GIGA Focus Middle East
Number 6 | 2020 | ISSN: 1862-3611
Much attention has been paid to the ongoing Islamisation under AKP rule in Turkey. Yet while President Tayyip Erdoğan nowadays relies more on coercion, the focus on the aforementioned ideological transformation overlooks the key relevance of the new security regime now dominating Turkish politics. Efforts to establish the New Turkey have culminated in the politicisation of the military and the militarisation of politics.
Erdoğan backtracked on the European Union’s proposed path of establishing “objective control of the military” in legal-institutional terms and opted instead for its “subjective control,” specifically by fusing together the civilian and military spheres and politicising the latter.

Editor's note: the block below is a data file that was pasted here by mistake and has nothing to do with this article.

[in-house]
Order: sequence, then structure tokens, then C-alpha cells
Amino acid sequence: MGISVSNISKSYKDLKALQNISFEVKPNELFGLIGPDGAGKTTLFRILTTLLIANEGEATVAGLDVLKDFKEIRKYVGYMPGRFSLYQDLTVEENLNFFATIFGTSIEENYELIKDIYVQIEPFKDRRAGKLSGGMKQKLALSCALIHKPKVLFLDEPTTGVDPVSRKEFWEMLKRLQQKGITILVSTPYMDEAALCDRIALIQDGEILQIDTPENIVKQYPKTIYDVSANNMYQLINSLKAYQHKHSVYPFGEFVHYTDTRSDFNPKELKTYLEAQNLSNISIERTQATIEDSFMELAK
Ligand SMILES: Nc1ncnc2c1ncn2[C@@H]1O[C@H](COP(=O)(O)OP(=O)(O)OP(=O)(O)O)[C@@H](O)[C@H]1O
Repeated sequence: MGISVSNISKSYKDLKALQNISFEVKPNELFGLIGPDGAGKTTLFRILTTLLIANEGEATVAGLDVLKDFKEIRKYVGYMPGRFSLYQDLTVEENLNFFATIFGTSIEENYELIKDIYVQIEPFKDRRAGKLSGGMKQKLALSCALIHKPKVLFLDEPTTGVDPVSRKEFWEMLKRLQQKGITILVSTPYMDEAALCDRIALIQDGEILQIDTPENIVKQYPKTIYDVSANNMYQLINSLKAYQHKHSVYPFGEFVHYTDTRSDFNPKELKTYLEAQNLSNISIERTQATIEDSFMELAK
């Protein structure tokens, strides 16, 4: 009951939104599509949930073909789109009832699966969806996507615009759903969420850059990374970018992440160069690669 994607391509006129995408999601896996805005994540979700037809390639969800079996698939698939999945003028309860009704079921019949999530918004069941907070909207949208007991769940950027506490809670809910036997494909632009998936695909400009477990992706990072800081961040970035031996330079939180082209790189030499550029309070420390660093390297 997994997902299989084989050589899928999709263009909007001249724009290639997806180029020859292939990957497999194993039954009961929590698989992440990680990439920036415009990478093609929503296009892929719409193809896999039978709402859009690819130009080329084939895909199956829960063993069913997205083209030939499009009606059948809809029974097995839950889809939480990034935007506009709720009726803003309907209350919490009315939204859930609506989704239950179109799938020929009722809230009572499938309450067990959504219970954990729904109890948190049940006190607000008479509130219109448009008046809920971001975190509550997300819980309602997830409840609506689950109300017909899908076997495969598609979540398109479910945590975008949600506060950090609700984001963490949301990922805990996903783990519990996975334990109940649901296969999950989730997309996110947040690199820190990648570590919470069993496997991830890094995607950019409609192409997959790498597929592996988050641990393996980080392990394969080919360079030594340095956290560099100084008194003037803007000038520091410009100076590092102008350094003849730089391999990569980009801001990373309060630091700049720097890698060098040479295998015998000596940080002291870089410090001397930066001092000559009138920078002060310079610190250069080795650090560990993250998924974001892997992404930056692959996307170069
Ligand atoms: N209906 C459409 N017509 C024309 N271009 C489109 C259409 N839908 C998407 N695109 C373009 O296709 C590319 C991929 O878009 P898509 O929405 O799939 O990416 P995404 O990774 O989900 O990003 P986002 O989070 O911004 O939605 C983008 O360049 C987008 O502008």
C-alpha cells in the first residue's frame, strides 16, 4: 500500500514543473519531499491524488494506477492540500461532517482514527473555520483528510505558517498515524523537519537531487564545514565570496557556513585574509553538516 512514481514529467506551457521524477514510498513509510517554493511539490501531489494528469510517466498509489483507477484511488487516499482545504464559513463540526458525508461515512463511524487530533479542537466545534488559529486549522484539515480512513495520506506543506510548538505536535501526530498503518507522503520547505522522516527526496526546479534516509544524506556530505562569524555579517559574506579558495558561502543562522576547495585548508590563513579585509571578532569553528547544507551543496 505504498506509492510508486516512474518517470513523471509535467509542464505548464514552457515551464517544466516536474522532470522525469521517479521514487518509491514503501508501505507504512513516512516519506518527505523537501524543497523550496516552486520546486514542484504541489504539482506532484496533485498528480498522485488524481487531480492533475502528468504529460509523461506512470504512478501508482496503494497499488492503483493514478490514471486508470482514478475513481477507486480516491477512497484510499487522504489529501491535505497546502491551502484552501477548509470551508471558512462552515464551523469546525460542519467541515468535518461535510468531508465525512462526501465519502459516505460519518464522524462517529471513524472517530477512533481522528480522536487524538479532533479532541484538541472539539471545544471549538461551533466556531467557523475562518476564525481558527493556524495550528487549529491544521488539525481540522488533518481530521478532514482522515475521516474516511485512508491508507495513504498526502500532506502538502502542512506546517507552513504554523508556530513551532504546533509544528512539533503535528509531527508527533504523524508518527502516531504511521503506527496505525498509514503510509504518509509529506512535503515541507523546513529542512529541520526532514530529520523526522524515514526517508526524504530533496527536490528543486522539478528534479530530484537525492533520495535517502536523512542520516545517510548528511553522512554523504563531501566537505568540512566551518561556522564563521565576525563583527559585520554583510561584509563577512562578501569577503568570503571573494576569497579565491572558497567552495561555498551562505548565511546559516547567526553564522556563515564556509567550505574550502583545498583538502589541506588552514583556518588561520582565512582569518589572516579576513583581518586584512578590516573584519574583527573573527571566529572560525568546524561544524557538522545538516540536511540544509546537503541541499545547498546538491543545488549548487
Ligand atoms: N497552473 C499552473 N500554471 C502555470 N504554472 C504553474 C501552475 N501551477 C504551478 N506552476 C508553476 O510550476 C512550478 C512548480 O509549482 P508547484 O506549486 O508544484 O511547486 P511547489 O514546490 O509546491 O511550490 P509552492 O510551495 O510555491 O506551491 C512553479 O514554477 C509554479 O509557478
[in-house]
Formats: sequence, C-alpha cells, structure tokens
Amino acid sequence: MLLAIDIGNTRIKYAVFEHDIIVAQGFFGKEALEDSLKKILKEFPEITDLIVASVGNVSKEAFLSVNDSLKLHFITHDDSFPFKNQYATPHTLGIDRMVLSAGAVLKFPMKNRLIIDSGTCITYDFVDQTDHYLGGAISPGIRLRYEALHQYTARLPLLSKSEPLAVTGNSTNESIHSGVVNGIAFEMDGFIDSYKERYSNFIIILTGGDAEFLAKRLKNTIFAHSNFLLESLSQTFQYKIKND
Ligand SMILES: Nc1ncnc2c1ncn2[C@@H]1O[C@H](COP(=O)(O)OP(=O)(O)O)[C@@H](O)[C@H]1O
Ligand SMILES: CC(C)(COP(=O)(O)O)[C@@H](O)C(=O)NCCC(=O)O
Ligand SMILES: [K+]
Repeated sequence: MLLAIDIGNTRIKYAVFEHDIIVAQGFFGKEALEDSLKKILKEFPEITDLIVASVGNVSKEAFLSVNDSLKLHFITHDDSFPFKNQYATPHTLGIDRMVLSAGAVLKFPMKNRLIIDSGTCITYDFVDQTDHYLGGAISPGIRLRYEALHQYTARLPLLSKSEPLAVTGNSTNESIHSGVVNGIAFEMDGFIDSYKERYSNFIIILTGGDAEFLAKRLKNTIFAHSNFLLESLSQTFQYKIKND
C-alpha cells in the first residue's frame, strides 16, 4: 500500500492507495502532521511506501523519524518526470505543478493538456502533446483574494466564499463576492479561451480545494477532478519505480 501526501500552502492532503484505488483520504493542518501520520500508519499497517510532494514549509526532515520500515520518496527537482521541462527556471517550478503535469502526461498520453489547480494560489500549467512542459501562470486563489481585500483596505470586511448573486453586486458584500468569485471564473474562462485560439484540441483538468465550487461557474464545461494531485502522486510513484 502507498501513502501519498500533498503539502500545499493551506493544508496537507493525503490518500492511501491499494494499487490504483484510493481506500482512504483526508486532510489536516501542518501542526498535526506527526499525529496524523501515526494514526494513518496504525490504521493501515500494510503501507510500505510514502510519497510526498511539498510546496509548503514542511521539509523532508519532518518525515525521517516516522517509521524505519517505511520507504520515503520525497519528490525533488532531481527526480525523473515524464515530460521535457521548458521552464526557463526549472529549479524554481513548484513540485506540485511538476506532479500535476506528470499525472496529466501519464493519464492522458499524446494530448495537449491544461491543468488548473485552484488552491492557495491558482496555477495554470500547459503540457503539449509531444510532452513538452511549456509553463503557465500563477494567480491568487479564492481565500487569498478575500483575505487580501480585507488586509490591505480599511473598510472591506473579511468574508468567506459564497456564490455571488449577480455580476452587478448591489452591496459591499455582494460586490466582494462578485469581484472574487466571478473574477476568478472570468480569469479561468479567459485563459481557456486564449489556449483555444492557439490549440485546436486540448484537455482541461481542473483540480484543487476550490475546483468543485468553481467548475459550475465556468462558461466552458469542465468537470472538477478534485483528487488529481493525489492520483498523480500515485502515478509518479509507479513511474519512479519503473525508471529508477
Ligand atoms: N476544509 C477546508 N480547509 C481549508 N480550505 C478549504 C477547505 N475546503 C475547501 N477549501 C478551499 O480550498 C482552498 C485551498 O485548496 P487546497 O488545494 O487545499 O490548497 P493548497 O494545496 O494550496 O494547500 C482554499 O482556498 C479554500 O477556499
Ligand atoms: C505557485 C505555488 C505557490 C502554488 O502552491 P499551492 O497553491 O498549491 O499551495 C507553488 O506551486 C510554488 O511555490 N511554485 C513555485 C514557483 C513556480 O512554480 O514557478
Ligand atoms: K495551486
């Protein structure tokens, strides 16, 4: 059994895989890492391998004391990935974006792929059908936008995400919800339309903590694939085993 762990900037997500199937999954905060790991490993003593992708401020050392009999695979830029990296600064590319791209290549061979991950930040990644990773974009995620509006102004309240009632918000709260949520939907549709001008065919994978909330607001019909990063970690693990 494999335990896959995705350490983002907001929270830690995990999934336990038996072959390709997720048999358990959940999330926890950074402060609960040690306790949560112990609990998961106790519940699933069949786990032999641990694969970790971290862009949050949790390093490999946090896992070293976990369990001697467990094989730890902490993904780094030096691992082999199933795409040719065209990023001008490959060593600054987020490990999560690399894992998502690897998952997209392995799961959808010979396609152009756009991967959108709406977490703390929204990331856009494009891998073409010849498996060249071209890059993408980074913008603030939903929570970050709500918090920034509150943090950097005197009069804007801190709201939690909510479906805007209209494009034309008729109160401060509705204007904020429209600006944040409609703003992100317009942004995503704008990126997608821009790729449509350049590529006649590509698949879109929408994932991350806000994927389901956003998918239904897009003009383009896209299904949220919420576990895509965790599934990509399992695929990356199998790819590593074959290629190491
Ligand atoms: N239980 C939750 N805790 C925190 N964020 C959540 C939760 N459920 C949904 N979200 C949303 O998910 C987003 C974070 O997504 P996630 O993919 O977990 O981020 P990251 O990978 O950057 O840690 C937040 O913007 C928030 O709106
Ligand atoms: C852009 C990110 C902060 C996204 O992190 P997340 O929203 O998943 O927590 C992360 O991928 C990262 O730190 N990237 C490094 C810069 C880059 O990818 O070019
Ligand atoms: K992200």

Along with a highly militarist discourse, Erdoğan is diversifying the country’s military and paramilitary instruments in both domestic and foreign politics as a strategy of coup-proofing and regime survival.
The nascent security regime is not without its defects. Beside fractures within the ruling coalition that might endanger loyalty to Erdoğan, the effect of paramilitarisation on coup-proofing is open to question.
European Union authorities need to build a more comprehensive approach that covers such a diverse array of armed organisations, and considers the militarisation of domestic and foreign politics together. They should be in political dialogue with the Turkish state for a full-fledged civilianisation of the regime along the Copenhagen criteria.